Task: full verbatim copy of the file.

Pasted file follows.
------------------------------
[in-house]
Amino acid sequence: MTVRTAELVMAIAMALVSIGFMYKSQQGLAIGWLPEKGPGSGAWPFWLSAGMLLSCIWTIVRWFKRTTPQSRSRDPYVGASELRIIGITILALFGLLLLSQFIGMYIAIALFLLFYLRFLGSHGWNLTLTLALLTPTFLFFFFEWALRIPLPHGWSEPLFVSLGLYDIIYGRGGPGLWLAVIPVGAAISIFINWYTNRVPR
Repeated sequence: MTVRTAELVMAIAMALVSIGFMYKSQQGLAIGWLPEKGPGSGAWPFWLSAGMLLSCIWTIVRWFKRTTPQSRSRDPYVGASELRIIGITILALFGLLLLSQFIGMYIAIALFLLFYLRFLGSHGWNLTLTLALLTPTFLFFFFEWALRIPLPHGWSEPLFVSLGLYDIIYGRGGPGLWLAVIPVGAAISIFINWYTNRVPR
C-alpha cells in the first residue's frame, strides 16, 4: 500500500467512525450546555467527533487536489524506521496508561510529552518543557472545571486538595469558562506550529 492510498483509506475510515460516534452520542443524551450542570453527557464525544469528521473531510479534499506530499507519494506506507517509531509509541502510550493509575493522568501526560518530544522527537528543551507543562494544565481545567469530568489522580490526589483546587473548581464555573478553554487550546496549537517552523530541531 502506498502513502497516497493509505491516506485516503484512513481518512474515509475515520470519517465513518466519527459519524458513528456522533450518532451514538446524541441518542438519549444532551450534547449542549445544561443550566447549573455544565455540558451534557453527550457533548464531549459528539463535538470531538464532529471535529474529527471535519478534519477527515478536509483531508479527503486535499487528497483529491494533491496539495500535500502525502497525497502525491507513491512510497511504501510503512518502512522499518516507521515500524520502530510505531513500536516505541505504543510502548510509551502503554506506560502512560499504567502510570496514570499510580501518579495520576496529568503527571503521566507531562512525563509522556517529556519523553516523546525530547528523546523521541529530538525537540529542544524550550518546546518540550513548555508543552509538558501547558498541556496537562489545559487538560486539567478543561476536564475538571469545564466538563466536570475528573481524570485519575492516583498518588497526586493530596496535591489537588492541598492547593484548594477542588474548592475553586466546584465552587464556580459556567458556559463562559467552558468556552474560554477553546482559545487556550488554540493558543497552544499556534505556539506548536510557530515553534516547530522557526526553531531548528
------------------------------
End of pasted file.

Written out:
[in-house]
Amino acid sequence: MTVRTAELVMAIAMALVSIGFMYKSQQGLAIGWLPEKGPGSGAWPFWLSAGMLLSCIWTIVRWFKRTTPQSRSRDPYVGASELRIIGITILALFGLLLLSQFIGMYIAIALFLLFYLRFLGSHGWNLTLTLALLTPTFLFFFFEWALRIPLPHGWSEPLFVSLGLYDIIYGRGGPGLWLAVIPVGAAISIFINWYTNRVPR
Repeated sequence: MTVRTAELVMAIAMALVSIGFMYKSQQGLAIGWLPEKGPGSGAWPFWLSAGMLLSCIWTIVRWFKRTTPQSRSRDPYVGASELRIIGITILALFGLLLLSQFIGMYIAIALFLLFYLRFLGSHGWNLTLTLALLTPTFLFFFFEWALRIPLPHGWSEPLFVSLGLYDIIYGRGGPGLWLAVIPVGAAISIFINWYTNRVPR
C-alpha cells in the first residue's frame, strides 16, 4: 500500500467512525450546555467527533487536489524506521496508561510529552518543557472545571486538595469558562506550529 492510498483509506475510515460516534452520542443524551450542570453527557464525544469528521473531510479534499506530499507519494506506507517509531509509541502510550493509575493522568501526560518530544522527537528543551507543562494544565481545567469530568489522580490526589483546587473548581464555573478553554487550546496549537517552523530541531 502506498502513502497516497493509505491516506485516503484512513481518512474515509475515520470519517465513518466519527459519524458513528456522533450518532451514538446524541441518542438519549444532551450534547449542549445544561443550566447549573455544565455540558451534557453527550457533548464531549459528539463535538470531538464532529471535529474529527471535519478534519477527515478536509483531508479527503486535499487528497483529491494533491496539495500535500502525502497525497502525491507513491512510497511504501510503512518502512522499518516507521515500524520502530510505531513500536516505541505504543510502548510509551502503554506506560502512560499504567502510570496514570499510580501518579495520576496529568503527571503521566507531562512525563509522556517529556519523553516523546525530547528523546523521541529530538525537540529542544524550550518546546518540550513548555508543552509538558501547558498541556496537562489545559487538560486539567478543561476536564475538571469545564466538563466536570475528573481524570485519575492516583498518588497526586493530596496535591489537588492541598492547593484548594477542588474548592475553586466546584465552587464556580459556567458556559463562559467552558468556552474560554477553546482559545487556550488554540493558543497552544499556534505556539506548536510557530515553534516547530522557526526553531531548528